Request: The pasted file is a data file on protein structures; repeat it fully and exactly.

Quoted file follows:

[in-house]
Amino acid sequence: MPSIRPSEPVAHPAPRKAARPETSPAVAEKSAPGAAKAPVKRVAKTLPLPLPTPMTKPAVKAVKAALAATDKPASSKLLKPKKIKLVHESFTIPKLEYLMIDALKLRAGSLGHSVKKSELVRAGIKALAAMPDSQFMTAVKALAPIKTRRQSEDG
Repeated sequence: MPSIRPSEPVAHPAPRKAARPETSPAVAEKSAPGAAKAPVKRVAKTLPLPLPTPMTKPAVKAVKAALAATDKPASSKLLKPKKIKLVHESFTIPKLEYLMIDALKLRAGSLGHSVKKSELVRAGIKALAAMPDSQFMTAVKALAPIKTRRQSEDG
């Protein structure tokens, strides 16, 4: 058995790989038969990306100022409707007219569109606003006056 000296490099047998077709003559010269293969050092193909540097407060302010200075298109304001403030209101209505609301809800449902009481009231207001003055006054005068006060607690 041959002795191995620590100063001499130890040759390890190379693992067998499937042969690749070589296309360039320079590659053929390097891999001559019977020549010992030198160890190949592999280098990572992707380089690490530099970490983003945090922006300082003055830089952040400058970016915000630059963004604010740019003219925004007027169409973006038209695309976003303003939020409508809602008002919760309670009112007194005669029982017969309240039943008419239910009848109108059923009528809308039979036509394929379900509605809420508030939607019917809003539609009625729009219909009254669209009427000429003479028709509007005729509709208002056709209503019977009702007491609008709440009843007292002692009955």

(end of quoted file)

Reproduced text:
[in-house]
Amino acid sequence: MPSIRPSEPVAHPAPRKAARPETSPAVAEKSAPGAAKAPVKRVAKTLPLPLPTPMTKPAVKAVKAALAATDKPASSKLLKPKKIKLVHESFTIPKLEYLMIDALKLRAGSLGHSVKKSELVRAGIKALAAMPDSQFMTAVKALAPIKTRRQSEDG
Repeated sequence: MPSIRPSEPVAHPAPRKAARPETSPAVAEKSAPGAAKAPVKRVAKTLPLPLPTPMTKPAVKAVKAALAATDKPASSKLLKPKKIKLVHESFTIPKLEYLMIDALKLRAGSLGHSVKKSELVRAGIKALAAMPDSQFMTAVKALAPIKTRRQSEDG
């Protein structure tokens, strides 16, 4: 058995790989038969990306100022409707007219569109606003006056 000296490099047998077709003559010269293969050092193909540097407060302010200075298109304001403030209101209505609301809800449902009481009231207001003055006054005068006060607690 041959002795191995620590100063001499130890040759390890190379693992067998499937042969690749070589296309360039320079590659053929390097891999001559019977020549010992030198160890190949592999280098990572992707380089690490530099970490983003945090922006300082003055830089952040400058970016915000630059963004604010740019003219925004007027169409973006038209695309976003303003939020409508809602008002919760309670009112007194005669029982017969309240039943008419239910009848109108059923009528809308039979036509394929379900509605809420508030939607019917809003539609009625729009219909009254669209009427000429003479028709509007005729509709208002056709209503019977009702007491609008709440009843007292002692009955």